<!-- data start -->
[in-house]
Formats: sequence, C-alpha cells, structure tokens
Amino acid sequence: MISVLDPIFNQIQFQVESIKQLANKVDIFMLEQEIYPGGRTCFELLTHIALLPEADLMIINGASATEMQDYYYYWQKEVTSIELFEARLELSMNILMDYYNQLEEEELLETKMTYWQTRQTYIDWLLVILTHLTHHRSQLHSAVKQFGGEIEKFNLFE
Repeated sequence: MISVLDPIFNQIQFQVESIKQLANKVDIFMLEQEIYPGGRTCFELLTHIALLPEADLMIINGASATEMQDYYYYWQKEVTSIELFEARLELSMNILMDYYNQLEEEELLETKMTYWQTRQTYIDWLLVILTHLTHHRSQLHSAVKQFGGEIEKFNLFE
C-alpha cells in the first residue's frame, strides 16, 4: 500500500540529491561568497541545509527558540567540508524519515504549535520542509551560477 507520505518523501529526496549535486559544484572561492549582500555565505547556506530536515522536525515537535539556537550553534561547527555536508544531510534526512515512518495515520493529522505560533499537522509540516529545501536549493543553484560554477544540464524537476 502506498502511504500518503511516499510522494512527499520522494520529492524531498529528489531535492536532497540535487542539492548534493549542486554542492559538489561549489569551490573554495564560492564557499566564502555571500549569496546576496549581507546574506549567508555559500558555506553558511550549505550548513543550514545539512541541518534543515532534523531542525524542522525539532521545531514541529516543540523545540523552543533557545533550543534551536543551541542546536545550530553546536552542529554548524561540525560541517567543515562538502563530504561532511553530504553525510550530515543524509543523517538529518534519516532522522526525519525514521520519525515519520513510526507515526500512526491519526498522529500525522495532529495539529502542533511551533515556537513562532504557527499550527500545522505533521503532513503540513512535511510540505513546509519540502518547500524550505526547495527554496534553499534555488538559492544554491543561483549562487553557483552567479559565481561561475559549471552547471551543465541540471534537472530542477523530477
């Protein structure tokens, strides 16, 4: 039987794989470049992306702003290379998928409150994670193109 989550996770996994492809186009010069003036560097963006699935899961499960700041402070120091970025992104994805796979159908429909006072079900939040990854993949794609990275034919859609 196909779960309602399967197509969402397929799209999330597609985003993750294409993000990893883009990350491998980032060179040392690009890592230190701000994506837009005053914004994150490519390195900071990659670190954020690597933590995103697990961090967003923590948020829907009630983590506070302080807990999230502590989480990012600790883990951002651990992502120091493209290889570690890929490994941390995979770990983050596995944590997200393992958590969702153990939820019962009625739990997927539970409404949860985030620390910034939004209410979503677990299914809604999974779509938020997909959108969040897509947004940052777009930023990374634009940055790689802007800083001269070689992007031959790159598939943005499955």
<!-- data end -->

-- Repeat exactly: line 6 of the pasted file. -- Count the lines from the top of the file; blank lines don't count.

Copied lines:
């Protein structure tokens, strides 16, 4: 039987794989470049992306702003290379998928409150994670193109 989550996770996994492809186009010069003036560097963006699935899961499960700041402070120091970025992104994805796979159908429909006072079900939040990854993949794609990275034919859609 196909779960309602399967197509969402397929799209999330597609985003993750294409993000990893883009990350491998980032060179040392690009890592230190701000994506837009005053914004994150490519390195900071990659670190954020690597933590995103697990961090967003923590948020829907009630983590506070302080807990999230502590989480990012600790883990951002651990992502120091493209290889570690890929490994941390995979770990983050596995944590997200393992958590969702153990939820019962009625739990997927539970409404949860985030620390910034939004209410979503677990299914809604999974779509938020997909959108969040897509947004940052777009930023990374634009940055790689802007800083001269070689992007031959790159598939943005499955």